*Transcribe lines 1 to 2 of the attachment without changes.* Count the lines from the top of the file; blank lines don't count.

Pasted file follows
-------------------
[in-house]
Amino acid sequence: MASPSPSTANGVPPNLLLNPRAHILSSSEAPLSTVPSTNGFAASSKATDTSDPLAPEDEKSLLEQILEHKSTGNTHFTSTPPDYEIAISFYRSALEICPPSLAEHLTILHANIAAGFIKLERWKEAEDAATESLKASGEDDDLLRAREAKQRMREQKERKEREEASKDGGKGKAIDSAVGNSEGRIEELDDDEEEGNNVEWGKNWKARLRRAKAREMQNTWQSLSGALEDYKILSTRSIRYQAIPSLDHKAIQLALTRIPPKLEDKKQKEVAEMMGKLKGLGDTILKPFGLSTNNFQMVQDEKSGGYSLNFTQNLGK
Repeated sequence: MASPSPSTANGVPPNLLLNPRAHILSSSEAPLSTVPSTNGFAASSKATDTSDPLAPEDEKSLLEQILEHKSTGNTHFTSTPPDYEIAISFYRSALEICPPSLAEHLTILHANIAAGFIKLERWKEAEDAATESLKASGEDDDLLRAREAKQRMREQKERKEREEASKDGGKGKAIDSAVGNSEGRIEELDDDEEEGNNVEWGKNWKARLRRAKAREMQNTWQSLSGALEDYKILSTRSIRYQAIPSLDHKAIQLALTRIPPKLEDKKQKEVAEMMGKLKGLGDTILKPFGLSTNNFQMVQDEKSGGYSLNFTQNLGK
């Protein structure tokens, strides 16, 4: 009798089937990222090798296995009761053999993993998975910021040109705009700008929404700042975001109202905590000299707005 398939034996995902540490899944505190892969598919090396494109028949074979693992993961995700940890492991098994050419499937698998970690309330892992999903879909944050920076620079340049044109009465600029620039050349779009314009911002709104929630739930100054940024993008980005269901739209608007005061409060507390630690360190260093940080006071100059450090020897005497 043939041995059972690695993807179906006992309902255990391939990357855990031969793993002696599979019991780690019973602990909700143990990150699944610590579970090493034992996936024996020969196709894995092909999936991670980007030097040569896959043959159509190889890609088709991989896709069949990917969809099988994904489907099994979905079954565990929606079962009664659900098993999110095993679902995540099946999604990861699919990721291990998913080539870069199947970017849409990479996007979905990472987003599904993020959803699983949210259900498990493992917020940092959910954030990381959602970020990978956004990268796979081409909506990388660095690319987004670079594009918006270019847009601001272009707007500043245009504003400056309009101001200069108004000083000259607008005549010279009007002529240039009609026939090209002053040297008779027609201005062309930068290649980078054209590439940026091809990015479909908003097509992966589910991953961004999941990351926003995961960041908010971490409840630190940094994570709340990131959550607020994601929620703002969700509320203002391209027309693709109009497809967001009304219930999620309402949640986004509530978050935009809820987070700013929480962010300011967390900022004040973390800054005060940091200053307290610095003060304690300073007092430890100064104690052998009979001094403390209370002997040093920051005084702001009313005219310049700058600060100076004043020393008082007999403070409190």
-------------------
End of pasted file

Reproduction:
[in-house]
Amino acid sequence: MASPSPSTANGVPPNLLLNPRAHILSSSEAPLSTVPSTNGFAASSKATDTSDPLAPEDEKSLLEQILEHKSTGNTHFTSTPPDYEIAISFYRSALEICPPSLAEHLTILHANIAAGFIKLERWKEAEDAATESLKASGEDDDLLRAREAKQRMREQKERKEREEASKDGGKGKAIDSAVGNSEGRIEELDDDEEEGNNVEWGKNWKARLRRAKAREMQNTWQSLSGALEDYKILSTRSIRYQAIPSLDHKAIQLALTRIPPKLEDKKQKEVAEMMGKLKGLGDTILKPFGLSTNNFQMVQDEKSGGYSLNFTQNLGK